Chirac bids emotional farewell to France

16th May 2007, Comments 0 comments

PARIS, May 16, 2007 (AFP) - Outgoing French President Jacques Chirac on Tuesday bid an emotional farewell to the nation after 12 years in office, urging the people to remain "united and together" under his successor Nicolas Sarkozy.

PARIS, May 16, 2007 (AFP) - Outgoing French President Jacques Chirac on Tuesday bid an emotional farewell to the nation after 12 years in office, urging the people to remain "united and together" under his successor Nicolas Sarkozy.

"Tomorrow I will hand over the powers I have exercised in your name to Nicolas Sarkozy, our new president of the Republic," Chirac, 74, said in a brief televised address from the Elysee palace.

"I shall do so with pride in duty accomplished and also with great faith in the future of our country.

"This evening I want to tell you what a great honour it has been to serve you. I want to tell you how strong is the bond that from the depths of my heart unites me with every man and woman among you," he said.

"I want to say how great is my faith in you, and how great is my faith in France.

"I know that the new president Nicolas Sarkozy will be eager to lead our country further down the road of the future, and my best wishes go with him on this most demanding and beautiful of missions," he said.

Sarkozy, the 52 year-old rightwinger who won elections on May 6 against the Socialist Segolene Royal, will succeed to the presidency at 11:00 am (0900 GMT) Wednesday in a hand-over ceremony with Chirac at the Elysee.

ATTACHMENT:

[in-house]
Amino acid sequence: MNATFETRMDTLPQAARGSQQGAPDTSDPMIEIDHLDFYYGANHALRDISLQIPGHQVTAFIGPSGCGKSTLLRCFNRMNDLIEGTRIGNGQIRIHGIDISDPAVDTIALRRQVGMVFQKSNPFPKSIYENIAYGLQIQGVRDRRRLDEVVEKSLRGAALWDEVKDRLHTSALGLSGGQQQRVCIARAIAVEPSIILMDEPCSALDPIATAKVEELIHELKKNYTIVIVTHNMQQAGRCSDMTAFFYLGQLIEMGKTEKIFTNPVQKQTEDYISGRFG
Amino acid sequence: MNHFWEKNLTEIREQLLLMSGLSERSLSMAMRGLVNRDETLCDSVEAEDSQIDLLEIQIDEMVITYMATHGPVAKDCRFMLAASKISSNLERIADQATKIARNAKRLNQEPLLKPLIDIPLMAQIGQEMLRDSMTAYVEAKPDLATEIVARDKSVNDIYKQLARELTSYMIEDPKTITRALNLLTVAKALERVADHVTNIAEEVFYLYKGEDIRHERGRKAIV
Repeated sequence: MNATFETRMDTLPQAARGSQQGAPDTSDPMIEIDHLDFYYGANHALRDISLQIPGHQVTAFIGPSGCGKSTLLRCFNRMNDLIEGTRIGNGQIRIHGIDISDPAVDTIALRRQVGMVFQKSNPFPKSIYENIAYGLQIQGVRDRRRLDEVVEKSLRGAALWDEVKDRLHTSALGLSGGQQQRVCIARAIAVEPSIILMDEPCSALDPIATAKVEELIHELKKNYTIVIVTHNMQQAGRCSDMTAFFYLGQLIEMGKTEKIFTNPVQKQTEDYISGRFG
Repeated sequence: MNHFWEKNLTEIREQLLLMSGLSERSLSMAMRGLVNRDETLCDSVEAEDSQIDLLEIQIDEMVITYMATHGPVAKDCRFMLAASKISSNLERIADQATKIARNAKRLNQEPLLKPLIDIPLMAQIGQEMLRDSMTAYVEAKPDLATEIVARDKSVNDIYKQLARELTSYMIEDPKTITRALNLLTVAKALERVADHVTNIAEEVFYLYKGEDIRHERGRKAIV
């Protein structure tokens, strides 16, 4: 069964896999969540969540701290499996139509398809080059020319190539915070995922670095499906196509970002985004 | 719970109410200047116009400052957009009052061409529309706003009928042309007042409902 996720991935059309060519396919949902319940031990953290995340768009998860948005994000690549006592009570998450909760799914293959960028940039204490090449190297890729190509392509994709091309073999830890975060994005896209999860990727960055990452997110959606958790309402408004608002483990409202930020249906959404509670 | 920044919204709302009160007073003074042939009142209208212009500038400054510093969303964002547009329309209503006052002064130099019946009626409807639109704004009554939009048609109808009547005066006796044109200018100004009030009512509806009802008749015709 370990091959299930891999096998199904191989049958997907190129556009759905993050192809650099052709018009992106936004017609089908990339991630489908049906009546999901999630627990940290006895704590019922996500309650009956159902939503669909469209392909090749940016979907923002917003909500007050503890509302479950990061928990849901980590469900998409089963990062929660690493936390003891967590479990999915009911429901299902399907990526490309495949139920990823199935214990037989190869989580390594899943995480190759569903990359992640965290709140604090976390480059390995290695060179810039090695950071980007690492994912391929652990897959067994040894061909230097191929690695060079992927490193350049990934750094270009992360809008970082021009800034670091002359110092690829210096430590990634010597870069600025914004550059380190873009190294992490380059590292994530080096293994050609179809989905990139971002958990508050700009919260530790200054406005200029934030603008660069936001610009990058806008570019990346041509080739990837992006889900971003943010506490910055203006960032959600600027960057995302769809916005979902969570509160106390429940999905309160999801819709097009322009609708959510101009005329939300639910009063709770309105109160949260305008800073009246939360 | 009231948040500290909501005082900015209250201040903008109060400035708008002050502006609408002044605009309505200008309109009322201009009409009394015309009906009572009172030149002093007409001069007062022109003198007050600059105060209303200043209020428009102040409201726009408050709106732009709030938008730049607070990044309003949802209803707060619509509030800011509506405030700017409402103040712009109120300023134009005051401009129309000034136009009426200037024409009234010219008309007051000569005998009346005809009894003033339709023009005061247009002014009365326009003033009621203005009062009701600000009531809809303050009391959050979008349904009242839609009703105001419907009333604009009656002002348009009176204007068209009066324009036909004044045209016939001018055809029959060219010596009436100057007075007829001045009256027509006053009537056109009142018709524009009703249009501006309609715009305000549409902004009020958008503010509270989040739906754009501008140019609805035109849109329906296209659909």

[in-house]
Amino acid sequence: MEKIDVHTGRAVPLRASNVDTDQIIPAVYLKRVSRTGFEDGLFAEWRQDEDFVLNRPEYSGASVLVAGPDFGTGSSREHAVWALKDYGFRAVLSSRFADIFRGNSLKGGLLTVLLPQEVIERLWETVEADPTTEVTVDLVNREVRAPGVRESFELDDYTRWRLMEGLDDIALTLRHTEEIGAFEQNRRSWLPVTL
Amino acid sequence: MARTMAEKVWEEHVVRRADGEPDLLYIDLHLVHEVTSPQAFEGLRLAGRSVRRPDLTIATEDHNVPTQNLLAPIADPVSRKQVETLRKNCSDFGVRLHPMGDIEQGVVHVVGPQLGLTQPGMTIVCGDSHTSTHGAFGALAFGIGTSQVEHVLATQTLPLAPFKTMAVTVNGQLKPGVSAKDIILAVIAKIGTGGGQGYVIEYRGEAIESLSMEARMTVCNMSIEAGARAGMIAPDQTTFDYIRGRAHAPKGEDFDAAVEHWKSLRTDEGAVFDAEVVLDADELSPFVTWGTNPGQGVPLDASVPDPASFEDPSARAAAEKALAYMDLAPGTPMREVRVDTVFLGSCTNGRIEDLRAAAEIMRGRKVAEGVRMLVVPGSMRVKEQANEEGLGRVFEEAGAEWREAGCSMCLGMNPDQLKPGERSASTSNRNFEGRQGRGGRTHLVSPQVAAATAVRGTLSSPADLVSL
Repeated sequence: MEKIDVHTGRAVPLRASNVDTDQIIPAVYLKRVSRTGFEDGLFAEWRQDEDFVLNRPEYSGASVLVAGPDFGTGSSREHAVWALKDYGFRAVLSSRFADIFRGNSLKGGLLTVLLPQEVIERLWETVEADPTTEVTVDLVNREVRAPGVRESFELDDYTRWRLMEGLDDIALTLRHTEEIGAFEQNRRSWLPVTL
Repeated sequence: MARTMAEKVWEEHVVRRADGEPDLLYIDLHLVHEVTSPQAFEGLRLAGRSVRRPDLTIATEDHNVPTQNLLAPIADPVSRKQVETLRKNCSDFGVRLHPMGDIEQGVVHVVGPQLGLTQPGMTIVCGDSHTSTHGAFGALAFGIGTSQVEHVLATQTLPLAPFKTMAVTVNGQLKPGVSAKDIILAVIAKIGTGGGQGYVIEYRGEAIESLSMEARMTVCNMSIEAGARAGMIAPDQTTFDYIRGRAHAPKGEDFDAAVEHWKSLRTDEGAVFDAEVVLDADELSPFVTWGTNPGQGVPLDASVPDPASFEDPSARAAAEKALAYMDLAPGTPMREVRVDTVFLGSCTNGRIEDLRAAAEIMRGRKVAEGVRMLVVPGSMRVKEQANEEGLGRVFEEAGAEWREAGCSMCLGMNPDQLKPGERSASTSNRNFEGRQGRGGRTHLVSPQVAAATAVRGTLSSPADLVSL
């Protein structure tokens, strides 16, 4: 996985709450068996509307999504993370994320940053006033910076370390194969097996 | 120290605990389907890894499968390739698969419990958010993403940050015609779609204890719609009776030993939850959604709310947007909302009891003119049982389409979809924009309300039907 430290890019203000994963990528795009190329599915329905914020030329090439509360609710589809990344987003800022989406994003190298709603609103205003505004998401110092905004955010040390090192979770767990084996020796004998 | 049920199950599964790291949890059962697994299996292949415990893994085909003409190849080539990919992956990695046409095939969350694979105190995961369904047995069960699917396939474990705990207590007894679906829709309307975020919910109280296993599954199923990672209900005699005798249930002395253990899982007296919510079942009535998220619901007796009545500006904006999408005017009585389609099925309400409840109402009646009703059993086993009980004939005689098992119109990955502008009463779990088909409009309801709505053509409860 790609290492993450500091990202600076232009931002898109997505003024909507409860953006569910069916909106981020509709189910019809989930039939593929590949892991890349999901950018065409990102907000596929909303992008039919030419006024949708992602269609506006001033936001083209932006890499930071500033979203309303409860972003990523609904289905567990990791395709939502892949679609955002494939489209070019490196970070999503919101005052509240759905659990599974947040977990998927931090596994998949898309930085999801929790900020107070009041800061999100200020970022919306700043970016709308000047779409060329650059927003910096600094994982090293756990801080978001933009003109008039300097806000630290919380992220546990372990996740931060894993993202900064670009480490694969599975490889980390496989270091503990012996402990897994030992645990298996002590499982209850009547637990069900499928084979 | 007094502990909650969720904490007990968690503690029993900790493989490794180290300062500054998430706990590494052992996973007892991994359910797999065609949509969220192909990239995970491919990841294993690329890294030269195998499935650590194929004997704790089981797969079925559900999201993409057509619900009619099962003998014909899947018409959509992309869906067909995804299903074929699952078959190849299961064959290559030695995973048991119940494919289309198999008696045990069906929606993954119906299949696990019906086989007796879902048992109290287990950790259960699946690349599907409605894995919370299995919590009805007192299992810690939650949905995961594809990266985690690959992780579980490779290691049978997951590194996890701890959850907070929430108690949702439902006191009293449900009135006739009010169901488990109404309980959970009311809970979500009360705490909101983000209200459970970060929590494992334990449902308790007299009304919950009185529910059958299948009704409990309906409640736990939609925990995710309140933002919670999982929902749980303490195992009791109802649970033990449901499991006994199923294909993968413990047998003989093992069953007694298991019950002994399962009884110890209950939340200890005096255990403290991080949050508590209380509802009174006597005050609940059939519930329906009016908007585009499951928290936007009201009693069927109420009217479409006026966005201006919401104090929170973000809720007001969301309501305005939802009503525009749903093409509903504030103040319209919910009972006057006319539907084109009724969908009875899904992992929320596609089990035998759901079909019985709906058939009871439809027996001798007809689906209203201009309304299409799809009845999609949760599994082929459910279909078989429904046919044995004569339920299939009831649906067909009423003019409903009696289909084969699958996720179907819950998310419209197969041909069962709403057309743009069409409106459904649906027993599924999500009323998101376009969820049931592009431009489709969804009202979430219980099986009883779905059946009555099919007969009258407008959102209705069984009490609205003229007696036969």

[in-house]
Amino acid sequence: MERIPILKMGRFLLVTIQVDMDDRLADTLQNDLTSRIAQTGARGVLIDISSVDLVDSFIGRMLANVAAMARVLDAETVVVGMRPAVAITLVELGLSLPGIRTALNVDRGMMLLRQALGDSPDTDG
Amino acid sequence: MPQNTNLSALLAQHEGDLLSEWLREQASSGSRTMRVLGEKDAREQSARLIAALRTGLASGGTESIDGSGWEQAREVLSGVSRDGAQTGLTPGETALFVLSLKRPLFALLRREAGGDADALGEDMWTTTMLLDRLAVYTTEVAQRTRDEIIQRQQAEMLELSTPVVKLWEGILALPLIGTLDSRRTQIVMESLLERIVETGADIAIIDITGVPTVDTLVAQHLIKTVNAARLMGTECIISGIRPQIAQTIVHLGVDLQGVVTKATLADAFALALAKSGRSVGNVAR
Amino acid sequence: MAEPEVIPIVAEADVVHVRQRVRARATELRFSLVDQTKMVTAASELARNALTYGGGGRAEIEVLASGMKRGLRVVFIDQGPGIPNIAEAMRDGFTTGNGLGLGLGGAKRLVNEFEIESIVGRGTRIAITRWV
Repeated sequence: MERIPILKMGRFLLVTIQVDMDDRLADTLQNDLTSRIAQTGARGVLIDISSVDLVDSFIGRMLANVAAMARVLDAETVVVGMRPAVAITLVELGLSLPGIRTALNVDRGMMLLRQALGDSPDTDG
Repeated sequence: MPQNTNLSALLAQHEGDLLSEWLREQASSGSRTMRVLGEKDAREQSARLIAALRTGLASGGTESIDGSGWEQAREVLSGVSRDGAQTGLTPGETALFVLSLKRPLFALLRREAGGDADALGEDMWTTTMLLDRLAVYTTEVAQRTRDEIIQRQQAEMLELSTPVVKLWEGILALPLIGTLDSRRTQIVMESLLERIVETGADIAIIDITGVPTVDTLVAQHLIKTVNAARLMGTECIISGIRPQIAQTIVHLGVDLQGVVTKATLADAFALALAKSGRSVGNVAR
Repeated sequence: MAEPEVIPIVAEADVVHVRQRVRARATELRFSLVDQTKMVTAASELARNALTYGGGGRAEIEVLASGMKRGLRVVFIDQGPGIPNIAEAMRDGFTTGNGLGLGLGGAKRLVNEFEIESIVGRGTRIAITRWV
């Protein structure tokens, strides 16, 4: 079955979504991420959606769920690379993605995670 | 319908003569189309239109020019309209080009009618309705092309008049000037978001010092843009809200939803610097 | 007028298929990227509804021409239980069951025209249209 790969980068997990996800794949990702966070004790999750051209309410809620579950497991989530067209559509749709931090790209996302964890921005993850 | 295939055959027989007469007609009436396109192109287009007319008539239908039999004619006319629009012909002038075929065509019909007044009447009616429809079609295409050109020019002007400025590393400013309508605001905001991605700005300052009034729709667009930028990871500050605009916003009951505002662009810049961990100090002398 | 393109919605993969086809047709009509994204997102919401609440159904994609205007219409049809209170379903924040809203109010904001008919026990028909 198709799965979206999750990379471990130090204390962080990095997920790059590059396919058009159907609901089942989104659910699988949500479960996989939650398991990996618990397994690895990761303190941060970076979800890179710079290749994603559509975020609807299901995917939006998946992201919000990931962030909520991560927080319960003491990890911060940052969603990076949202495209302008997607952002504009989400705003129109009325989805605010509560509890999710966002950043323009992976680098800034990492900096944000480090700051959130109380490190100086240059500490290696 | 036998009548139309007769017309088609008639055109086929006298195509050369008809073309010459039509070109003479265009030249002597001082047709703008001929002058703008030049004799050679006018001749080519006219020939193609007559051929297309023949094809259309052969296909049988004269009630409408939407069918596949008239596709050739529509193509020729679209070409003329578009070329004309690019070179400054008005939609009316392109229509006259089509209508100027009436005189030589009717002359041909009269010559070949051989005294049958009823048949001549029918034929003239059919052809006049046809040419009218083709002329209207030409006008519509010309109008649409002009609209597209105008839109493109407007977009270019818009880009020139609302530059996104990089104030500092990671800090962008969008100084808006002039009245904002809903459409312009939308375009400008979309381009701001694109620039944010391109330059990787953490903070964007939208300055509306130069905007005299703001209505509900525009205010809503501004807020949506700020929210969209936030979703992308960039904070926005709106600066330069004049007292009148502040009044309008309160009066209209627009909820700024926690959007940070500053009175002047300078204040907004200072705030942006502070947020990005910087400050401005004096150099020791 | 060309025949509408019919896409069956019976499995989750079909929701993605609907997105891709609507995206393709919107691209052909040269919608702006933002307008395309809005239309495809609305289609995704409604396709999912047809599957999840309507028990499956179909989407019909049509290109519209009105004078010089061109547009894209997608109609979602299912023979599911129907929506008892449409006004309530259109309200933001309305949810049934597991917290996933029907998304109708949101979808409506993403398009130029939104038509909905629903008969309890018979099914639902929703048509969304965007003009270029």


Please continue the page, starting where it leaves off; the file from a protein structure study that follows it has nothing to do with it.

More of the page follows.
The outgoing leader will pass on the launch codes for France's nuclear arsenal and brief Sarkozy on current agenda items before leaving the presidential palace for the last time.

The new president's first function will be to rekindle the flame at the tomb of the unknown soldier beneath the Arc de Triomphe in accordance with tradition, and lay a wreath at a statue of General Charles de Gaulle.

He will then fly to Berlin for a meeting with German chancellor Angela Merkel, where the future of the European Union will be the main issue for discussion.

On Thursday, Sarkozy is expected to name his election campaign manager Francois Fillon as prime minister, with a full list of government members to be released later in the day or Friday.

The new president has been conducting widespread consultations in a bid to broaden the political base of his first cabinet, with several left-wing and centrist politicians approached about a possible job.

Hotly tipped for the foreign minister's post is the world-renowned humanitarian and founder of the Doctors Without Borders charity Bernard Kouchner -- a Socialist Party member who was on Royal's campaign team.

Seven or eight of the 15-member government are expected to be women -- the first time a French cabinet has had gender parity.

The government will have only caretaker status ahead of parliamentary elections in June -- where Sarkozy hopes to win a clear majority in the National Assembly to push through his programme of radical economic and social change.

After the official handover, Chirac and his wife Bernadette will be driven to a Paris apartment that is being lent by the family of former Lebanese prime minister Rafiq Hariri, a close personal friend of the Chiracs who was murdered two years ago.

Chirac's last official function Tuesday was to receive the resignation of Prime Minister Dominique de Villepin. Once named as a possible presidential contender, Villepin fell from grace last year in a wave of public protests against his youth labour reforms.

Villepin was to remain technically in charge of the government until his replacement by Fillon on Thursday.

In his address to the nation, Chirac confirmed that he planned to set up a foundation devoted to "dialogue between cultures and sustainable development."


Copyright AFP

Subject: French news

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